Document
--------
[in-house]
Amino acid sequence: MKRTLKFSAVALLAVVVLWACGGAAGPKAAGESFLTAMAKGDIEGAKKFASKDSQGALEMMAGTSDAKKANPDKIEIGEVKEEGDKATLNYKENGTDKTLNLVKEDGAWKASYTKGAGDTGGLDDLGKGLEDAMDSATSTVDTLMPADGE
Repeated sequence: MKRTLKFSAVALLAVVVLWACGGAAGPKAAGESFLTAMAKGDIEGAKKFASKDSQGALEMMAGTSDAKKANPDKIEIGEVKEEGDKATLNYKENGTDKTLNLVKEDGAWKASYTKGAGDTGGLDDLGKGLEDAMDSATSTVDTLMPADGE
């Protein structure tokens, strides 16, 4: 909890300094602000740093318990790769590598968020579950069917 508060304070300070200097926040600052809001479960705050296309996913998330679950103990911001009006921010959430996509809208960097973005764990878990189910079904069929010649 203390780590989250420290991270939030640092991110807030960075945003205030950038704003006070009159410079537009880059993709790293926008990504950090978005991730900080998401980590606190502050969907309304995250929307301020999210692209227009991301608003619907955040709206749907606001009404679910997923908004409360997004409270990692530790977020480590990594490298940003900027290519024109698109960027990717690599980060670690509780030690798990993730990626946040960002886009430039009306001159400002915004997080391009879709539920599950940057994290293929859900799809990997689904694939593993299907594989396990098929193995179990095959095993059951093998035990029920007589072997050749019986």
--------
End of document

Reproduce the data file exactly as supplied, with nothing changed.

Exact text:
[in-house]
Amino acid sequence: MKRTLKFSAVALLAVVVLWACGGAAGPKAAGESFLTAMAKGDIEGAKKFASKDSQGALEMMAGTSDAKKANPDKIEIGEVKEEGDKATLNYKENGTDKTLNLVKEDGAWKASYTKGAGDTGGLDDLGKGLEDAMDSATSTVDTLMPADGE
Repeated sequence: MKRTLKFSAVALLAVVVLWACGGAAGPKAAGESFLTAMAKGDIEGAKKFASKDSQGALEMMAGTSDAKKANPDKIEIGEVKEEGDKATLNYKENGTDKTLNLVKEDGAWKASYTKGAGDTGGLDDLGKGLEDAMDSATSTVDTLMPADGE
């Protein structure tokens, strides 16, 4: 909890300094602000740093318990790769590598968020579950069917 508060304070300070200097926040600052809001479960705050296309996913998330679950103990911001009006921010959430996509809208960097973005764990878990189910079904069929010649 203390780590989250420290991270939030640092991110807030960075945003205030950038704003006070009159410079537009880059993709790293926008990504950090978005991730900080998401980590606190502050969907309304995250929307301020999210692209227009991301608003619907955040709206749907606001009404679910997923908004409360997004409270990692530790977020480590990594490298940003900027290519024109698109960027990717690599980060670690509780030690798990993730990626946040960002886009430039009306001159400002915004997080391009879709539920599950940057994290293929859900799809990997689904694939593993299907594989396990098929193995179990095959095993059951093998035990029920007589072997050749019986």